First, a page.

The Bayeux TapestryCategory: 11th century
In the Norman town of Bayeux, in the museum, one can see a strip of canvas about 70 metres long and half a metre wide embroidered with very well-defined pictures which tell the whole story of the Norman Conquest. That is the famous Bayeux Tapestry. It is said that William’s wife and the ladies of the court made it to hang round the walls of the cathedral.
The Bayeux Tapestry shows the preparations made for the invasion of England—men felling trees or having and shaping the rough timber into ship, scenes depicting the subjugation of the country and other details pertaining to the battle of Hastings, the armour and weapons used, are all very well represented. The tapestry is of great interest to specialists in history and art. It gives us very valuable information about the life of the people at that time.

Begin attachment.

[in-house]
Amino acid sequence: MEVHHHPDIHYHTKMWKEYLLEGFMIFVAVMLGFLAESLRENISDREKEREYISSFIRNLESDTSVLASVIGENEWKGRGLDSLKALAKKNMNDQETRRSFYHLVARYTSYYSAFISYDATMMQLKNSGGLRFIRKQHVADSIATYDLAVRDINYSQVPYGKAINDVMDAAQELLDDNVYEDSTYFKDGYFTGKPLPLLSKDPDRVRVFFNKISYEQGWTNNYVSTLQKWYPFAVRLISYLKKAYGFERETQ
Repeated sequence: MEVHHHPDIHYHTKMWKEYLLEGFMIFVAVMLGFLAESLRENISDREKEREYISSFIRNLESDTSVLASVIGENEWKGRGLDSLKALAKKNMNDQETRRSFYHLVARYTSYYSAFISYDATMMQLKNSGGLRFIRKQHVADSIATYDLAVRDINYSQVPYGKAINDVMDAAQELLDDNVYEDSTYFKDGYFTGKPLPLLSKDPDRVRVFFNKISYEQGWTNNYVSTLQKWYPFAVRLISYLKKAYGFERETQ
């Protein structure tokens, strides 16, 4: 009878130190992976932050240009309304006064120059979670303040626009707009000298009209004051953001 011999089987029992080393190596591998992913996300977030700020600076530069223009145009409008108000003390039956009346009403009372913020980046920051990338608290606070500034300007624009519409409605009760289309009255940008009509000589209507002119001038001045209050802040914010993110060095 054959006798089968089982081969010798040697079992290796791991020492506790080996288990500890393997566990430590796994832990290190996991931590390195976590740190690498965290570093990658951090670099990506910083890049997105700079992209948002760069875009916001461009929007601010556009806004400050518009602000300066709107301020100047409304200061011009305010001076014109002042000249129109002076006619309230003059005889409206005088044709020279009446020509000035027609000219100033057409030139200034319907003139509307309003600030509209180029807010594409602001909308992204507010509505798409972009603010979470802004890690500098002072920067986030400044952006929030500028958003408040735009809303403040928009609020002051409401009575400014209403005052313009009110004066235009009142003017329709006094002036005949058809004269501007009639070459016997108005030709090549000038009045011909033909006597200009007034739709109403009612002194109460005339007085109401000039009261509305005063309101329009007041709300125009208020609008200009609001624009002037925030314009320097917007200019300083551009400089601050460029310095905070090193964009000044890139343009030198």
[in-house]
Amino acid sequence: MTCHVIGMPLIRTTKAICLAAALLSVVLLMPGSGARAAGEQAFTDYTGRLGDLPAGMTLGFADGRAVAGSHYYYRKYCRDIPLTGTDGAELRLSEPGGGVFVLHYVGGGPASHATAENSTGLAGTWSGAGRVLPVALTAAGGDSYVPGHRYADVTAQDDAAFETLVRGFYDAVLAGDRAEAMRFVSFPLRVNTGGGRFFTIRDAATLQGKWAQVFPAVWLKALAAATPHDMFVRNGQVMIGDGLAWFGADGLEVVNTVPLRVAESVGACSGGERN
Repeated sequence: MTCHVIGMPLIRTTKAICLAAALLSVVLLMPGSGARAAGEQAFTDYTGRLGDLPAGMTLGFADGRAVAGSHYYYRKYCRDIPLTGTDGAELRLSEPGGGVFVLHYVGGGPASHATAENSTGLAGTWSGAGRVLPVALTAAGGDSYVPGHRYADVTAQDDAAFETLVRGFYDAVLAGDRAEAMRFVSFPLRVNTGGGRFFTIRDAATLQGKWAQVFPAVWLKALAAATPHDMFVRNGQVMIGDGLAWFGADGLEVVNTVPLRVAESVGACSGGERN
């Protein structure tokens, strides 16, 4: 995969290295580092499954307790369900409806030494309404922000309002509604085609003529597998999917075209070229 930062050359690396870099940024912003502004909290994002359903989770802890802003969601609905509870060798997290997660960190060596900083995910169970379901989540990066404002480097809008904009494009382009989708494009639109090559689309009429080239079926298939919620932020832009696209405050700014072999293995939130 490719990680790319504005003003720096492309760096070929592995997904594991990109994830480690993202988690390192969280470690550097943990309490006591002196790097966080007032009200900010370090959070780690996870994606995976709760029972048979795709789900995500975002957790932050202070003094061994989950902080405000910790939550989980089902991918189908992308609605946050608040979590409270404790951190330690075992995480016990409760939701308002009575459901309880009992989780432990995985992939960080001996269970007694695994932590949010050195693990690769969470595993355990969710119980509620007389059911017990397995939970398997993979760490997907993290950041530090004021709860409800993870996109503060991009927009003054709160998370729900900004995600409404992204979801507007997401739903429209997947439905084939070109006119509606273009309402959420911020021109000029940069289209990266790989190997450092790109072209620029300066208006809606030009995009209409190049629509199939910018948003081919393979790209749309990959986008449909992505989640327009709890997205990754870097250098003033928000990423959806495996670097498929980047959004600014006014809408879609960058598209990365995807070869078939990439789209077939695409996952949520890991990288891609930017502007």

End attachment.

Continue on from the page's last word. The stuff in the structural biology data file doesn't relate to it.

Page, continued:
Arms and food are being transported to the ships
The Norman ships with men and horses aboard crossing the Channel
The Anglo-Saxons standing firm, side by side, shield to shield